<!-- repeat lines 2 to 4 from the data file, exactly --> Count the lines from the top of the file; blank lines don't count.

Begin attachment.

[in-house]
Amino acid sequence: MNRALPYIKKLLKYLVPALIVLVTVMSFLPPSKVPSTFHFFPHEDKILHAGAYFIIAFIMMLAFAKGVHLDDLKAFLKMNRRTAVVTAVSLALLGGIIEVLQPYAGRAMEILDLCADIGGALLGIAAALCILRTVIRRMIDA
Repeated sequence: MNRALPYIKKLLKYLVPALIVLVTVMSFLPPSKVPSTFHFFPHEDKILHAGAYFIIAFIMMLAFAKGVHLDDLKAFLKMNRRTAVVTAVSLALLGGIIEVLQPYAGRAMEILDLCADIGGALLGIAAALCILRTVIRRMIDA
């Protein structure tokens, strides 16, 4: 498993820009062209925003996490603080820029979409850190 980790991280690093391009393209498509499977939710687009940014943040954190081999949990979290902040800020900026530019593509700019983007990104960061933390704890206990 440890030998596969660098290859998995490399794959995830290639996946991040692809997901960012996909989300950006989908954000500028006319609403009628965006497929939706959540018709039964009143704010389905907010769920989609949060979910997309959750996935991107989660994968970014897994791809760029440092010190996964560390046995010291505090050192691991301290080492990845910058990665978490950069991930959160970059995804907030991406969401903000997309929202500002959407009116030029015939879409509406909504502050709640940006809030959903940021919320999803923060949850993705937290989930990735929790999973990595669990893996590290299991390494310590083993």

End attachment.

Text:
Amino acid sequence: MNRALPYIKKLLKYLVPALIVLVTVMSFLPPSKVPSTFHFFPHEDKILHAGAYFIIAFIMMLAFAKGVHLDDLKAFLKMNRRTAVVTAVSLALLGGIIEVLQPYAGRAMEILDLCADIGGALLGIAAALCILRTVIRRMIDA
Repeated sequence: MNRALPYIKKLLKYLVPALIVLVTVMSFLPPSKVPSTFHFFPHEDKILHAGAYFIIAFIMMLAFAKGVHLDDLKAFLKMNRRTAVVTAVSLALLGGIIEVLQPYAGRAMEILDLCADIGGALLGIAAALCILRTVIRRMIDA
């Protein structure tokens, strides 16, 4: 498993820009062209925003996490603080820029979409850190 980790991280690093391009393209498509499977939710687009940014943040954190081999949990979290902040800020900026530019593509700019983007990104960061933390704890206990 440890030998596969660098290859998995490399794959995830290639996946991040692809997901960012996909989300950006989908954000500028006319609403009628965006497929939706959540018709039964009143704010389905907010769920989609949060979910997309959750996935991107989660994968970014897994791809760029440092010190996964560390046995010291505090050192691991301290080492990845910058990665978490950069991930959160970059995804907030991406969401903000997309929202500002959407009116030029015939879409509406909504502050709640940006809030959903940021919320999803923060949850993705937290989930990735929790999973990595669990893996590290299991390494310590083993």